Good bounces, 1st goal key to Penguins' Cup hopes
Fleury, teammates look to square series Sunday night at Detroit
With a short turnaround in the Stanley Cup final, Detroit's all-star defenceman Nicklas Lidstrom says it's imperative to eat well and get a good rest.
Pittsburgh goalie Marc-Andre Fleury was probably hoping for a nightmare-free sleep Saturday night after allowing a couple of fluky goals off the end boards at Joe Louis Arena in a 3-1 loss to the hometown Red Wings in the NHL championship opener.
Besides food and rest, Fleury planned to study before Game 2 at Detroit on Sunday (CBC, CBCSports.ca, 8 p.m. ET).
"I'll try to forget about it," he told reporters in reference to the costly goals. "Watch the [game] tape and see if I can do something else."
On the first goal Detroit goal, defenceman Brad Stuart banked a shot off the back boards and watched the puck carom off Fleury into the net.
After Penguins winger Ruslan Fedotenko evened the score late in the first period, Johan Franzen put the Red Wings ahead 2-1. He corralled a Brian Rafalski shot that missed the net and banked the puck off Fleury's left leg and into the net.
The Pittsburgh netminder was aware of the lively boards, having talked about them at length on Thursday. But 48 hours later he wasn't getting any sympathy from Detroit head coach Mike Babcock or Hockey Night in Canada's Don Cherry, who suggested the Penguins should have practiced Friday in Detroit and not in Pittsburgh.
"In [Saturday's] morning skate, they were out there working on banking [shots off the boards]. They've played here before," said Babcock. "Every game you go to there are nuances and you try to take advantage of them the best you possibly can. We got some breaks, but I always believe when you're at the net you've got a chance to get some breaks."
Red Wings goaltender Chris Osgood, meanwhile, didn't allow the Penguins any breaks in a 31-save performance. But he did offer Fleury some advice entering Game 2.
"They've gotten me quite a few times. They're really bouncy," Osgood told HNIC's Scott Oake of the boards at Joe Louis Arena. "As a goalie, the [second the puck] misses the net you gotta get back to your post as fast as you can. You just have to hope you get a nice bounce."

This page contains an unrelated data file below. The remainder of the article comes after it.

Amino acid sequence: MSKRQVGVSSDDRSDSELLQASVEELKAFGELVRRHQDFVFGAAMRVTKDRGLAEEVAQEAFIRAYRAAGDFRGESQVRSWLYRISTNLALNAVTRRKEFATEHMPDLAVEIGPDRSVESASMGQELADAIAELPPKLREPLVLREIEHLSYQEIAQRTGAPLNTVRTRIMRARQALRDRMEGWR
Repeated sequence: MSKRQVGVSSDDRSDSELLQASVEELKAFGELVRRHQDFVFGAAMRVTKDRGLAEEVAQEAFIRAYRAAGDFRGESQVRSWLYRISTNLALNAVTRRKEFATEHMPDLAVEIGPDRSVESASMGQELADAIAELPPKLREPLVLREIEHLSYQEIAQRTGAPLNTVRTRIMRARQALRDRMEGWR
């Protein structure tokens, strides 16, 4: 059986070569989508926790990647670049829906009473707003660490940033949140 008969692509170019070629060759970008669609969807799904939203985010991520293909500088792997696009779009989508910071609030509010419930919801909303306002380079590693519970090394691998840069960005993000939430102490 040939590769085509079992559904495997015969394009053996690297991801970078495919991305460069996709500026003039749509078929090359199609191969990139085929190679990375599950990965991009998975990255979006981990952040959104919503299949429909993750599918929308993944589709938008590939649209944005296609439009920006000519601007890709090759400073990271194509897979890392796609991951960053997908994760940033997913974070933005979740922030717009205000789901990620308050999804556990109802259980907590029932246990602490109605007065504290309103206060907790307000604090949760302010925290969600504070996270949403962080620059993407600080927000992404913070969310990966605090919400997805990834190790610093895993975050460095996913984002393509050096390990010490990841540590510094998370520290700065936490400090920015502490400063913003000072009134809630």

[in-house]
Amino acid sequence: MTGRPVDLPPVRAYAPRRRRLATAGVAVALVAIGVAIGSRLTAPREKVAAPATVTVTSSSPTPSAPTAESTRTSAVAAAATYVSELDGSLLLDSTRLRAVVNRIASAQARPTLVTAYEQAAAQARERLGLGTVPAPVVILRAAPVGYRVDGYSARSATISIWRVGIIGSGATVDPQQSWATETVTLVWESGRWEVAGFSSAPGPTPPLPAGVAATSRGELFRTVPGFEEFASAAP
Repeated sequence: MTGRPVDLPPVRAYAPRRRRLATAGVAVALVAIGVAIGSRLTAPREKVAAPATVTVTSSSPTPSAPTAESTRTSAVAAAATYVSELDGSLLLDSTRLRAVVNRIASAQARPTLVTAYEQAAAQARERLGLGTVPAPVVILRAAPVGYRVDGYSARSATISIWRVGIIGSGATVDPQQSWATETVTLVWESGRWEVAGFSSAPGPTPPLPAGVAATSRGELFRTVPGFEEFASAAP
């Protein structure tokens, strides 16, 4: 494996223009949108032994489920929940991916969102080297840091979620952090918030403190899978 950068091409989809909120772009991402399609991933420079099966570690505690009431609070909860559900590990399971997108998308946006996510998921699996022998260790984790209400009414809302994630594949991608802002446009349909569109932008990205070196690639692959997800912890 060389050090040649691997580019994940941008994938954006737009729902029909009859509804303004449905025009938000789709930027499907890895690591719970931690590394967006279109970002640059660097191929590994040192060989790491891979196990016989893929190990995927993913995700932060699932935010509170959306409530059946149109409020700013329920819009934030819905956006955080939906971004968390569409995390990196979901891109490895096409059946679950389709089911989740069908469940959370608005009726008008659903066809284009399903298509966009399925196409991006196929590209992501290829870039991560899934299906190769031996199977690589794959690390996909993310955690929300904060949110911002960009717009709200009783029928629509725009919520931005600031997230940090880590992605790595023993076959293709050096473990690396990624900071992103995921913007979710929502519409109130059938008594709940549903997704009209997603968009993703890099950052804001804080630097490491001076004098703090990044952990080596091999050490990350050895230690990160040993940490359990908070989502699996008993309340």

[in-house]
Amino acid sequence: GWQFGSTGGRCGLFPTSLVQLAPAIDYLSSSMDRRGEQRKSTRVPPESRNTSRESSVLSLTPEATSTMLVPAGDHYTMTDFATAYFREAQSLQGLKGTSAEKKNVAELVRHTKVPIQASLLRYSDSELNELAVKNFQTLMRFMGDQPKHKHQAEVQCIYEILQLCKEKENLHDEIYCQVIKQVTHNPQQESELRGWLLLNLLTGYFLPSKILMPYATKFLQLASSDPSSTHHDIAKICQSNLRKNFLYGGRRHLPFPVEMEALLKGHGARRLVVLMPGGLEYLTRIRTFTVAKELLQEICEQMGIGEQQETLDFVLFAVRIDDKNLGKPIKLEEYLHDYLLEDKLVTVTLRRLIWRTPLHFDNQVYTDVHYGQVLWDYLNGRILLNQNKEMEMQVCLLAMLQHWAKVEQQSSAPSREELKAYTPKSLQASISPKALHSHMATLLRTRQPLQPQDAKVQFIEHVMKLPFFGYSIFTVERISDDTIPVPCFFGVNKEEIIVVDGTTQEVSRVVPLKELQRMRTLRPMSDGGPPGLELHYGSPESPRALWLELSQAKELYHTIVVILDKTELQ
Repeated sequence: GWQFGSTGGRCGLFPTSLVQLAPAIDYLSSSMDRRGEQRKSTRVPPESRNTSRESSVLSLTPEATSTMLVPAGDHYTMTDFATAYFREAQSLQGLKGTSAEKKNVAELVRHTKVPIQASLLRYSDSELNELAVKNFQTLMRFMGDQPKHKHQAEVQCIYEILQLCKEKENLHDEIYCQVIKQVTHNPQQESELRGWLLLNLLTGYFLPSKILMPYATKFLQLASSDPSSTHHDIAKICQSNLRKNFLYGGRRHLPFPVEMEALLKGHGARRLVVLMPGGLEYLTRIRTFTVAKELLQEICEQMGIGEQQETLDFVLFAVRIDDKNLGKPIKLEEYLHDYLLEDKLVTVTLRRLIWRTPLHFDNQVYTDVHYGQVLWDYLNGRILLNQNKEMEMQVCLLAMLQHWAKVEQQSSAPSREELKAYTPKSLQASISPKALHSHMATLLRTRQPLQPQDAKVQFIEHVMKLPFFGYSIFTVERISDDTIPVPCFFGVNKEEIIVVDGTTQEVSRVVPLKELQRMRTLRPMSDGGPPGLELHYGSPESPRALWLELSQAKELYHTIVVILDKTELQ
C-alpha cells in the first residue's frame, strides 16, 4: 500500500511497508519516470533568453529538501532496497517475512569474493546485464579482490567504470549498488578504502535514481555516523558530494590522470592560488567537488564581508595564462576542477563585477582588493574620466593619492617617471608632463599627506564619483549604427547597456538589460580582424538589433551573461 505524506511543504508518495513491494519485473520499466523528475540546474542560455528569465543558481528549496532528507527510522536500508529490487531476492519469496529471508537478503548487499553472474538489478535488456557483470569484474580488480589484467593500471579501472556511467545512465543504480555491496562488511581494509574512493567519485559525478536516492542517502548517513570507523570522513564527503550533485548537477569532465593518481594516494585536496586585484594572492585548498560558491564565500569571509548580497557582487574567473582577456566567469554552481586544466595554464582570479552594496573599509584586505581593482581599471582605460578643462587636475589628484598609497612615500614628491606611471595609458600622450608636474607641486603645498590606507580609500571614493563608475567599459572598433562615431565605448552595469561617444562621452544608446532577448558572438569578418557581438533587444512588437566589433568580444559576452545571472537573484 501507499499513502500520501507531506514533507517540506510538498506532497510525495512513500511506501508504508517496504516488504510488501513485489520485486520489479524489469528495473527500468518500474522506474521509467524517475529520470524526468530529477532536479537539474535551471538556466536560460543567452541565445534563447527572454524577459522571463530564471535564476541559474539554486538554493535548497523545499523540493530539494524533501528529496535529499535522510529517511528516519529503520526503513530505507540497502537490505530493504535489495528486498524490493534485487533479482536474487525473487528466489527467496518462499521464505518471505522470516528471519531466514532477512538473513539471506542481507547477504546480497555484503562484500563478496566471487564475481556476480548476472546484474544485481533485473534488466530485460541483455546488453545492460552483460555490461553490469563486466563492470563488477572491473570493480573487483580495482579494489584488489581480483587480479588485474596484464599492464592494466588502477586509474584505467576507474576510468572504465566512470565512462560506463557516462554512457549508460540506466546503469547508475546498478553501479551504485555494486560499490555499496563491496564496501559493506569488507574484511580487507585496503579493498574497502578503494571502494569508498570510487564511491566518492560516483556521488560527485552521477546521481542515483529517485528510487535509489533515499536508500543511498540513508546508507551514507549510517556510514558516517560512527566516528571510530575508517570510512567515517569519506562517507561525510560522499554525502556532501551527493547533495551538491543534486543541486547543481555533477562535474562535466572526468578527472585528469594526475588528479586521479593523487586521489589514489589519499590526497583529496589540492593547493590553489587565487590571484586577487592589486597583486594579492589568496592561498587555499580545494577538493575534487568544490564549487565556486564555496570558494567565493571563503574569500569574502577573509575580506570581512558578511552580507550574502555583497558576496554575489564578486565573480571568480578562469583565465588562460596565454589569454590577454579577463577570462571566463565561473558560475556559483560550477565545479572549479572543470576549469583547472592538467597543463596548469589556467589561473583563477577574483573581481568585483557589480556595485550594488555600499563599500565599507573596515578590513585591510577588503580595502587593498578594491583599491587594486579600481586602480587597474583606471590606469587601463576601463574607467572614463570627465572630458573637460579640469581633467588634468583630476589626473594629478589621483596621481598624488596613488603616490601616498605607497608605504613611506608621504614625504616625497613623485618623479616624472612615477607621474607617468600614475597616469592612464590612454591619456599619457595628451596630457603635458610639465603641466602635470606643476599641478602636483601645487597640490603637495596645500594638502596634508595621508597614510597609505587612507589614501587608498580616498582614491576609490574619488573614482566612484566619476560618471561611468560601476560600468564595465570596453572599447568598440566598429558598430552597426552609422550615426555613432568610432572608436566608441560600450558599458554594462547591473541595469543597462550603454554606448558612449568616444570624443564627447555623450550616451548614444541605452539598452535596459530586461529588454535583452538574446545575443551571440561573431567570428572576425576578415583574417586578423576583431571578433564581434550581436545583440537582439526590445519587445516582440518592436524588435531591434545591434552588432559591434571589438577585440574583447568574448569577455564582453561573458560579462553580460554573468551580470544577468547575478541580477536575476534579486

Pittsburgh will be wishing for as much Sunday night, but must also concentrate on its work in the faceoff circle (Detroit won 39 of 55 draws in Game 1), driving the net, scoring the first goal and generating pressure on the power play.
While the Penguins outshot Detroit 32-30 on Saturday, one could argue few shots were of high quality. From there it was all Osgood, who lowered his goals-against average to 2.00 in these playoffs and raised his save percentage to .928.
"When Detroit scores first they don't often lose, and [the Penguins] have to be in a position where they are not coming from behind in the third period because Detroit just doesn't give up goals in the third period. Six all spring," said HNIC analyst Scott Morrison.
Fatigue a factor
The Red Wings, who controlled the puck and play in the final 20 minutes Saturday, had a 37-4-5 record in the regular season when scoring first and are 9-1 in such situations in the playoffs.
HNIC analyst P.J. Stock believes Pittsburgh coach Dany Bylsma needs to dress six defencemen, not seven, along with 12 forwards, to help give top forwards Sidney Crosby and Evgeni Malkin some rest with Game 3 slated for Tuesday.
"When Crosby and Malkin were on the ice [in Game 1] they were swarmed by Red Wings and they looked fatigued," Stock, a former NHLer, told viewers. "Three games in four nights, those forwards are going to get tired."
Sunday will mark the first time the Cup final has been contested on consecutive days since 1955.
Babcock said there would be no lineup changes for the Red Wings, meaning injured forwards Pavel Datsyuk (foot) and Kris Draper (groin) won't play.
With files from The Associated Press